Mackintosh at the Willow, A Wee History – Part 6.
This week we will be discussing the Back Saloon! This beautiful space is situated on the ground floor adjacent to the Front Saloon and beneath the Gallery mezzanine. The Back Saloon is often the most overlooked room within Mackintosh at the Willow, with visitors finding a pre-occupation with the opulence of the Salon de Luxe or the brilliantly bright Front Saloon. However, to pass by this space without closer inspection would be to miss some of Mackintosh at the Willow’s most subtle and enchanting design features.
As mentioned in our previous posts, this area was designed to characterize a woodland glade that looks up to the Gallery, which is representative of a tree top canopy. Droplet shaped light fixtures are suspended from vertical columns in the Gallery and hang down towards the Back Saloon like heavy branches drooping toward the forest floor. Look upwards from the centre of the room you will see the trellised ceiling that mimics the dappled light of trees projected upon the ground.
Mackintosh was particularly interested in the use of light to enhance psychological spatial elements in his interiors, but also to represent elements of femininity and masculinity. This can be exemplified in the dichotomy of the Billiard Room and the Salon de Luxe in full effect. The “feminine” Salon de Luxe is exceptionally bright, something that is emphasised with an abundance of mirrors, glass, glittering lights, and silver surfaces. The designated “masculine” space of the Billiard Room employs dark wood, forest green textiles, shaded lighting, and moody, heavy fixed interiors. The rooms adhere to the traditional concepts of male and female that are not as prevalent in the 20th Century with the use of light and dark. This is achieved by aligning masculine energy with something darker and physically more substantial while contrasting this to the historic idea of femininity, which is dainty, lighter, and not as physically imposing.
The use of mirrors includes visitors in the production of the room so that guests do not just view the rooms, they are also being viewed and viewing themselves viewing the space. This creates a visual duality that can be seen in further effect in the Salon de Luxe. We find ourselves looking through the mirrors at a refracted image of ourselves but also others in the tea rooms. The original fireplace is adorned with mirrored alcoves that are set with mirrors that follow the curve of their setting and glitter with movement in the room. Mirrors also lift the moodier aspects of this space, which is cosier and more sheltered than the rest of its surroundings, creating a dark little nook in the back of the building.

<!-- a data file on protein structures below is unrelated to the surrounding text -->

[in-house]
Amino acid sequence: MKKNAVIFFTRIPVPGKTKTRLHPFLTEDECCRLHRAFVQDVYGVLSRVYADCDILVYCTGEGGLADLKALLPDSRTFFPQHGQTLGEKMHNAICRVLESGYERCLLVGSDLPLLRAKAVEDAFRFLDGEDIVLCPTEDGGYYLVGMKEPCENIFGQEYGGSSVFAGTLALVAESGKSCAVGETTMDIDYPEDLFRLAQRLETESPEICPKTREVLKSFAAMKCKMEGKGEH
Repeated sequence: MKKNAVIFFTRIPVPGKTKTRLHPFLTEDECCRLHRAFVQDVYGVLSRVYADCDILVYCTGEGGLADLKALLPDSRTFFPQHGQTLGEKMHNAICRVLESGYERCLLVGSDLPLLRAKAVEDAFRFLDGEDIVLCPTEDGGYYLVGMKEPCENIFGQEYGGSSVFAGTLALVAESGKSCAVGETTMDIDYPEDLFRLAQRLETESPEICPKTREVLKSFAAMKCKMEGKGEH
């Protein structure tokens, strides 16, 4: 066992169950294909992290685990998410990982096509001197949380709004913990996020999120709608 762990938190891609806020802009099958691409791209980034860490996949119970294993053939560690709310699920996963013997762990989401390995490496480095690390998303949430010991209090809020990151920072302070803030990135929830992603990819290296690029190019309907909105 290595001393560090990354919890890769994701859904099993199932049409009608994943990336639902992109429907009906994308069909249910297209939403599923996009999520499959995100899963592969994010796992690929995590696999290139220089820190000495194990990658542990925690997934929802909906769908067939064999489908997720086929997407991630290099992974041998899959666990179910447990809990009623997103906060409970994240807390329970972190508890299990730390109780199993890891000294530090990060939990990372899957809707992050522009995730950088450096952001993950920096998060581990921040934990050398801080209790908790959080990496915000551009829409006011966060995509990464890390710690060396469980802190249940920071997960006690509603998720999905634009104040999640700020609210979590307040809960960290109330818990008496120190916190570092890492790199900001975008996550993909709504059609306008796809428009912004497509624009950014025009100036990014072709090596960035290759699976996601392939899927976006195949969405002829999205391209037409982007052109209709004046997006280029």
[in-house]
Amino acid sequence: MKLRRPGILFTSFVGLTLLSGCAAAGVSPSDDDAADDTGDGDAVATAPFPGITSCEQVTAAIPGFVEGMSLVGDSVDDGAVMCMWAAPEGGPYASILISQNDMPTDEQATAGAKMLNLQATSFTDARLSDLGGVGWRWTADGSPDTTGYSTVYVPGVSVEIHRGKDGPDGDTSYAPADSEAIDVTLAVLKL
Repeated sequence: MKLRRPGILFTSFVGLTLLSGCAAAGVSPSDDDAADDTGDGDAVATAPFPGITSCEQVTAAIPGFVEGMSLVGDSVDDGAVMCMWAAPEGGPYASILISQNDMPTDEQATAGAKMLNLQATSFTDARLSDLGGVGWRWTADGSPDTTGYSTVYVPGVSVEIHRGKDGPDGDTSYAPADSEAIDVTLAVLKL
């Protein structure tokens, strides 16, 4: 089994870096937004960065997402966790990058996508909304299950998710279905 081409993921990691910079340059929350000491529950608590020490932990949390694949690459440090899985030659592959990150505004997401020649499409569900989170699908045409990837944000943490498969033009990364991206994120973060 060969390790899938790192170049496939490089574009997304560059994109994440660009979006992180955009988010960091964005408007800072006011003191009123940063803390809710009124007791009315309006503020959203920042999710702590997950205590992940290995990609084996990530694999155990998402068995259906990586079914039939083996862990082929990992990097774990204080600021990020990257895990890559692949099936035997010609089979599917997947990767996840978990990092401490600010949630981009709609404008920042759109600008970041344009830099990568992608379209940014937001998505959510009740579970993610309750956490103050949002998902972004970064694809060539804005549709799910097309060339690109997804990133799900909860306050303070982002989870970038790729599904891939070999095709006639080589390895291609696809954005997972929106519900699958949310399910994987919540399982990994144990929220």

In the Back Saloon you have linen panels framed by dark wood which is very in keeping with the Japanese design aspects in the building. Further to this, there are the iconic ‘Lady of the Rose’ carefully painted upon select panels and flaked by thin mirrored panels. The very classically Japanese features of the painting are obvious and their placement, looking out on the viewer from between roses, gives them an ethereal fairy-like quality. The use of silver paint in the background of these images, paired with the mirrors, gives the illusion of beams of sunlight coming through the trees above and illuminating the room.
Today, a replica of Miss Cranston’s Cashiers Chair is situated in the Back Saloon, just in front of the servery. This beautifully designed chair is curved to almost form a semi-circle which would have accommodated the large Victorian-style skirts that Miss Cranston was known to wear. The Back of the chair creates a fragmented willow tree design with the use of an almost screen-like effect of trellised wooden slotting of pieces of wood. The seat itself is covered with a dark green material and lifts to reveal a storage space to keep money and receipts – another clever design!
On the right day, at around 4pm when the sun is shining, the sunlight pours through from the Gallery above to line up exactly with the carpet in the Back Saloon. It is these very elements of magic in Charles Rennie Mackintosh’s design features that make Mackintosh at the Willow an utterly magical place.